My love for spiders started one day when I went bug hunting with my kids. In one day we found two baboon spiders and a very small gecko by just looking… Amazing how nature comes alive when you actually look.
It was the most amazing thing to inspect the small male and female baboon spiders (Harpactira sp. ‘Robertson’) and since my father did the same for me as a child, of course I just had to catch the third one we saw in the house to look at it closely and release back into the garden. It made me think of how my grandma used to kill every spider in sight with Doom…
Why do people kill spiders? They are a valuable part of the eco system and they are quite effective in eradicating insects. We’ll I’m sure most people mainly kill them because they are afraid that they can be dangerous and possibly deadly.
Well I found this exert from How stuff works – Home & Garden
“Most spiders don’t harm humans. In fact, they help us.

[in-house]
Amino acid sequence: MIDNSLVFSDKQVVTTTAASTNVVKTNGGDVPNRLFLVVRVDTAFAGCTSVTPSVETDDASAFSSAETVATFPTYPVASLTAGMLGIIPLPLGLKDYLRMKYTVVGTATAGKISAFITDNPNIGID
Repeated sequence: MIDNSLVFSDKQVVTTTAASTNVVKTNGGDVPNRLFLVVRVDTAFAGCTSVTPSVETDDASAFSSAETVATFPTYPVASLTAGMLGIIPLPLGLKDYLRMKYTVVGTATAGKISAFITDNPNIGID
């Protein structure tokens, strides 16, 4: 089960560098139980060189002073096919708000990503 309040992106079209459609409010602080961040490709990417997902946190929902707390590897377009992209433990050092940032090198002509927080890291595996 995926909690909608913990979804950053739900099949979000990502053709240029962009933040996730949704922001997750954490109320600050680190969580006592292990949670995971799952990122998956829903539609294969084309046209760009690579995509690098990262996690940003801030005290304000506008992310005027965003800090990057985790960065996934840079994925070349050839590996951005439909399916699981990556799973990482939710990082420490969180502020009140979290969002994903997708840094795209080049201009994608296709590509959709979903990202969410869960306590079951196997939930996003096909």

Dr. Linda S. Rayor, Assistant Professor of Entomology, Cornell University
Spiders are beneficial inhabitants of any garden, ecosystem, or home because of their important contributions to biological control of pest insects. Spiders are considered to be the most important terrestrial predators, eating tons of pest insects or other small arthropods every year. Spiders are generalist predators that are willing to eat almost any insect they can catch. They are abundant and found in most habitats. They only need to be left alone!
Spiders are voracious hunters and will reduce the amount of pests in your garden. However, spiders will also go after bees and other favorable insects. Spiders aren’t aggressive like mantises, so importing the arachnids to your garden isn’t going to quash an aphid outbreak. However, their very presence will reduce garden pests. (And no chemicals!)
Like the good Doc says, all you have to do is leave them alone.”
The Spider Club of Southern Africa has a great free printable booklet that will enlighten you on how many actual deadly spiders we have in South Africa. Download the booklet HERE and next time you see a scary looking creature…. know that he’s most probably harmless and more afraid of you than you are of him.
Just leave him alone and you should be fine and if you absolutely have to, rather transfer him to the garden by catch and release with a glass and a piece of cardboard, You’ll come to notice its actually not that scary!